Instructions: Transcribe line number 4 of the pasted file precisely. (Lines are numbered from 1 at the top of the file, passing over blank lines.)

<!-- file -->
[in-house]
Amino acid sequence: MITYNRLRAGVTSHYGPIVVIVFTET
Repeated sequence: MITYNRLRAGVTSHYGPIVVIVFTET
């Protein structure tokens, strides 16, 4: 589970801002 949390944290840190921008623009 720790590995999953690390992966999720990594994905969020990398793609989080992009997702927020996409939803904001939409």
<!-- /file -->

């Protein structure tokens, strides 16, 4: 589970801002 949390944290840190921008623009 720790590995999953690390992966999720990594994905969020990398793609989080992009997702927020996409939803904001939409």